Colonel Clay falling the rebels fled. The enemy lost 45 prisoners, a large number of wounded taken off the field, several hundred saddles, 250 stand of small-arms, and about 200 horses, all their tents, camp equipage, &c. Our loss in both engagements, 1 killed, 3 slightly and 1 severely wounded, 2 taken prisoners (since escaped and joined us). We has at one time 150 prisoners who had surrendered, but a detachment of our men fired into them, supposing they were holding the position where they were, and drove them into the woods, where they escaped; with two companies more the whole brigade would have been captured.
Lieutenant Colonel Orlando Brown, jr., Fourteenth Kentucky Volunteers, with five companies of infantry (300 men), gained their rear and brought on the action at Half Mountain, Magoffin County, Ky. The Fourteenth Kentucky sustained their well-earned reputation. Lieutenant E. J. Roberts, acting assistant adjutant-general, was on the field and rendred valuable service during the action.
Numbers 4. Report of Lieutenant Colonel Thomas Johnson, Kentucky Cavalry, commanding Confederate Forces.
GUEST'S STATION, WISE COUNTY, VA.,
April 21, 1864.
I have the honor to lay before you my report of the fight on Puncheon Creek, Magoffin County, Ky., on the 14th instant. By the unfortunate occurrence of Lieutenant-Colonel Clay getting wounded and falling into the hands of the enemy, I am in command of this brigade, known as Hodge's.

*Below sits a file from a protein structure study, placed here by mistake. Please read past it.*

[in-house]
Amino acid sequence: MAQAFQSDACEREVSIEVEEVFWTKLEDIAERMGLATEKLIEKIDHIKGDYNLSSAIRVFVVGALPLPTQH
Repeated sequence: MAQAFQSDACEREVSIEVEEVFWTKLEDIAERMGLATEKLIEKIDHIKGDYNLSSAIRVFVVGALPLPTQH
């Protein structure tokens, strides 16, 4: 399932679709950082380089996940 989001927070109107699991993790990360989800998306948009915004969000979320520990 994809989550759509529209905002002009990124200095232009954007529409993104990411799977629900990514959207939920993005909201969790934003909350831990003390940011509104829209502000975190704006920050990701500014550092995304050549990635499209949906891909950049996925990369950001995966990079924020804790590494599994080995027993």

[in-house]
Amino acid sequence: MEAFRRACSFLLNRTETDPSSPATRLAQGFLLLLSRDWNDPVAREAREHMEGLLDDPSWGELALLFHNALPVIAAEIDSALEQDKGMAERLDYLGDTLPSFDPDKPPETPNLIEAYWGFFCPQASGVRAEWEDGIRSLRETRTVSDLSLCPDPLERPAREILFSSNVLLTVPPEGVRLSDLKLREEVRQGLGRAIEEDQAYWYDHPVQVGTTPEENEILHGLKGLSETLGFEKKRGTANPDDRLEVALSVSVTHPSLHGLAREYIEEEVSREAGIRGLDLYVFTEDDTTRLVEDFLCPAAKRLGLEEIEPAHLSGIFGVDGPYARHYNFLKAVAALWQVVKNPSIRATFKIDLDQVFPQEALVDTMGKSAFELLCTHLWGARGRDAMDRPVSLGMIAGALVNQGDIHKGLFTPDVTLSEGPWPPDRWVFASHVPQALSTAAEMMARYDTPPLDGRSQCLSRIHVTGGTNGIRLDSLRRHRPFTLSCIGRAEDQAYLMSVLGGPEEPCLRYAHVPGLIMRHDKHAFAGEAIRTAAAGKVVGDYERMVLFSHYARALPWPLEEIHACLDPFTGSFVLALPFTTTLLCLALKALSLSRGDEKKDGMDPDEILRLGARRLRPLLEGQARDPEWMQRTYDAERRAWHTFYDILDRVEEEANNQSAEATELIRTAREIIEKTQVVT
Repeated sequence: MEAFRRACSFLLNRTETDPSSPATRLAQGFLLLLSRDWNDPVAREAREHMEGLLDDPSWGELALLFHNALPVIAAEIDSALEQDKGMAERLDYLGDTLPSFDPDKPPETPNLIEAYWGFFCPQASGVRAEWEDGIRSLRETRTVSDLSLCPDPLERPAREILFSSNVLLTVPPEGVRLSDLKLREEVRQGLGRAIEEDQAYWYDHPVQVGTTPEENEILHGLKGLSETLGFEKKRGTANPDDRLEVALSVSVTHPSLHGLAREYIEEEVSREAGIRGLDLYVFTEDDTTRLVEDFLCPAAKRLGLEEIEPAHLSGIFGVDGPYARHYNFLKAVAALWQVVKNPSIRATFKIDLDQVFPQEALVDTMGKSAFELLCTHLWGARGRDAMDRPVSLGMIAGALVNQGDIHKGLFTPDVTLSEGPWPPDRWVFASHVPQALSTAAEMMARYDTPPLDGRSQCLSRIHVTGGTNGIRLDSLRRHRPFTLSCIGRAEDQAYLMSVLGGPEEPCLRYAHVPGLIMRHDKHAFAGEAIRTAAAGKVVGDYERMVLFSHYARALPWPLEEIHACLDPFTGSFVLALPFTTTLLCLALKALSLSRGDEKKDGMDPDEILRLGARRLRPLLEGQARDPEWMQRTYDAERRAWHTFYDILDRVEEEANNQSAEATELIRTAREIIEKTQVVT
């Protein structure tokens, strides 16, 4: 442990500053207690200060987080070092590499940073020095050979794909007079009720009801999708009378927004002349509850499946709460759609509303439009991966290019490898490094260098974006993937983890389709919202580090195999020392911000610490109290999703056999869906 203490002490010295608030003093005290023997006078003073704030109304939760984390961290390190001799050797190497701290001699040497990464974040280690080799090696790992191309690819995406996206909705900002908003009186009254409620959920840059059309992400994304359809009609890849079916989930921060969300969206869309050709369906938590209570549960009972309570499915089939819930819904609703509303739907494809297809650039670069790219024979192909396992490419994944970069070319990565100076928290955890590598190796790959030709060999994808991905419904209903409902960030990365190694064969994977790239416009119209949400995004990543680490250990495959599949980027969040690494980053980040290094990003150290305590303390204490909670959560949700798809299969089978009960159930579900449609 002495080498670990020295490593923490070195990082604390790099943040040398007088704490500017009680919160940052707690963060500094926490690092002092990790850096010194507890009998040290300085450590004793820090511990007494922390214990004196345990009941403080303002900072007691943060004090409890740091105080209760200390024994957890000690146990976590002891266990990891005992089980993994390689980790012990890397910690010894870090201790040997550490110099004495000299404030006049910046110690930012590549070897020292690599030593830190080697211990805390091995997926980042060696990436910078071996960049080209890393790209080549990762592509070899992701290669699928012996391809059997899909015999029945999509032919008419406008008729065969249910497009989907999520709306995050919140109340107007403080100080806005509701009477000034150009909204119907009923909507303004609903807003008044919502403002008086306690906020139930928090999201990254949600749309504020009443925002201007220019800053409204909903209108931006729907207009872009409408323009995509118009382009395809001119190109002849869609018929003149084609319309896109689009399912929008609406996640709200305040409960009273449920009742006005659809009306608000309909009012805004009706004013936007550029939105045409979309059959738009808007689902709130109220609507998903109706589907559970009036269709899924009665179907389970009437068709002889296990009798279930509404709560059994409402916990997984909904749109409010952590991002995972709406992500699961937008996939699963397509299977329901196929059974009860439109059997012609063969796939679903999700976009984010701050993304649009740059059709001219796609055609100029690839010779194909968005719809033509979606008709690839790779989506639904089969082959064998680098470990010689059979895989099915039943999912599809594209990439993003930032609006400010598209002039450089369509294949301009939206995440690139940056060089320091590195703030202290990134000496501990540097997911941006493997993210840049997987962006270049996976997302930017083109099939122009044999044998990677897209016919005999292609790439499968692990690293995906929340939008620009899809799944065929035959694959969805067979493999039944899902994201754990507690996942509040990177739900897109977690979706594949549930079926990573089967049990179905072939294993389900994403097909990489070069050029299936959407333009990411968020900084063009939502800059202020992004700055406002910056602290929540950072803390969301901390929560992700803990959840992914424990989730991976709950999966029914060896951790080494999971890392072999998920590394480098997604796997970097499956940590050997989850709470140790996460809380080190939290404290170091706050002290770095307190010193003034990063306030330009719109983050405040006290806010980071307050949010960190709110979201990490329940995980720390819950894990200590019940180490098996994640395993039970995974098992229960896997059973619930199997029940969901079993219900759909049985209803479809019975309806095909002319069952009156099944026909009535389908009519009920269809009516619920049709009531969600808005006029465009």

On the afternoon of the 13th instant, by order of Colonel Clay, this brigade was put under marching orders from the right fork of Beaver Creek in the direction of Paintsville. After marching that afternoon and all night through deep mud, creeks, and much quicksand, we arrived in sight of Paintsville about 8 o'clock in the morning, two hours too late for a surprise, which was caused by the terrible condition of the roads. The enemy's pickets, which were stationed about 1 mile from the town, were charged by Captain Fowle's company and run in, killing 1 and capturing 2.
In this charge Captain Fowle lost 2 men killed and 7 prisoners.
We found the enemy in a very strong position with a greatly superior force, and Colonel Clay very correctly decided, as I think, to fall back. We marched that evening and night to the vicinity of Salyersville, in Magoffin County, and encamped.
Early in the morning we moved on to the Licking Meadows and up a little creek called Puncheon, a distance of only about 3 miles, and encamped. The horses of Clay's and Johnson's battalions were mostly lose, grazing in the meadow. Four companies were out on scouting duty, heavy details were out foraging, and some of our tired men lying a sleep, when we were suddenly surprised and attacked by a large force fo the enemy. Many of our horses were shot early in the action, stampeding not only the horses but a great many of the men. In a short time a rally was made and the fight began in earnest, and the struggle was who should hold the camp. For over three hours the men who remained and participated in the fight did their whole duty, and could not fight better. Through the gallantry of